The Rehabilitation Act of 1973, reaffirmed by the 1992 Americans with Disabilities Act (ADA), was created to protect the rights of the population who have disabilities. Section 504 of the Rehabilitation Act specifically applies to colleges and universities and it has a direct impact on our day-to-day activities.
It is every faculty and staff member's responsibility to become familiar with the law and make reasonable accommodations regarding all academic programs, all services and facilities within the institution. More importantly, we want to continue to do everything reasonable to assist our many talented and skilled persons with disabilities in reaching their potential.
THE FACTS ABOUT SECTION 504 IN THE CLASSROOM; WHAT IS SECTION 504?
In 1973 The Rehabilitation Act was passed; Section 504 of this act states that "no otherwise qualified individual with a disability in the United States . . . shall solely by reason of his or her disability, be excluded from the participation in, be denied the benefits of, or be subjected to discrimination under any program or activity receiving Federal financial assistance." Subpart E of Section 504 is applicable to all post-secondary educational programs and activities which receive Federal financial assistance. Colleges and universities must be free from discrimination in their recruitment, admissions and treatment of students.
An "otherwise qualified individual with a disability" is defined as one who meets the academic and technical standards requisite to admission or participation in the Institute's programs and activities. This may include students who are Deaf or hard of hearing or who have orthopedic, speech, or learning disabilities, attention deficit hyperactivity disorder, cancer, cerebral palsy, diabetes, blindness, multiple sclerosis, muscular dystrophy, AIDS, mental illness, drug or alcohol addiction in remission, heart disease or epilepsy.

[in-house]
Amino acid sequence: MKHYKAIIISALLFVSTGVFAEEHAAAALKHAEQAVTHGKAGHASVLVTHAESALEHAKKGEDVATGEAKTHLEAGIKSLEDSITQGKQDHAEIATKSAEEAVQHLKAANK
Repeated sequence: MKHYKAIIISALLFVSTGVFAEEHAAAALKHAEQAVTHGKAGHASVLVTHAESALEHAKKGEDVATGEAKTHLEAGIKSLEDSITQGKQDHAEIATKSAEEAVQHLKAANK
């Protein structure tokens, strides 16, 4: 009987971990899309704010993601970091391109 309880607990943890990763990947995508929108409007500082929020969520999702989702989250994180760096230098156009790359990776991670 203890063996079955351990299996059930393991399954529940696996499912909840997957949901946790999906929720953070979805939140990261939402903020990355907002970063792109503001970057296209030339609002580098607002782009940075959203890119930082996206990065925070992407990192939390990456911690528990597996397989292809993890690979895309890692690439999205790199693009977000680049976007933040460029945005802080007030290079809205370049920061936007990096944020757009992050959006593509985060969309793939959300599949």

HOW DOES THIS LAW IMPACT THE CLASSROOM?
For college students with disabilities, academic adjustments may be needed to insure maximal participation. These adjustments may include the use of auxiliary equipment and support staff. Students with disabilities may request academic modifications that allow for their maximal participation. If appropriate, students will present faculty with a “Disability Services Agreement” from the Disability Services Office that lists their accommodations. Examples of reasonable and timely accommodations are:
- Extended test time. Test in an alternate location with a proctor.
- Use of alternate methods for students to demonstrate course mastery.
- Use of basic four function calculators, word processors, spell check devices, readers (or reader software), or scribes (or word recognition software) during examinations.
- Provision for note takers.
- Removal of structural or architectural barriers or disturbances.
It is vital that faculty select or provide accessible media for their courses. See RIT’s guidelines for captioning audio-visual media on the Provost’s Faculty/Staff Resources page at http://www.rit.edu/provost/fac_staff_resources.
When considering the use of emerging technology such as electronic book readers and Web-based educational products, be aware that some of these devices and products lack an accessible text-to-speech function or enlargement capability so may not be accessible to students who are blind, have low vision or other print disabilities.
WHERE CAN THE RESOURCES REGARDING SECTION 504 BE FOUND?
Questions about accommodations for students with disabilities can be addressed to Susan Ackerman, Disability Services Director, at 475-6988. Visit the website at: www.rit.edu/dso.
Approved September 1992
Revised January 2001
Revised July 2012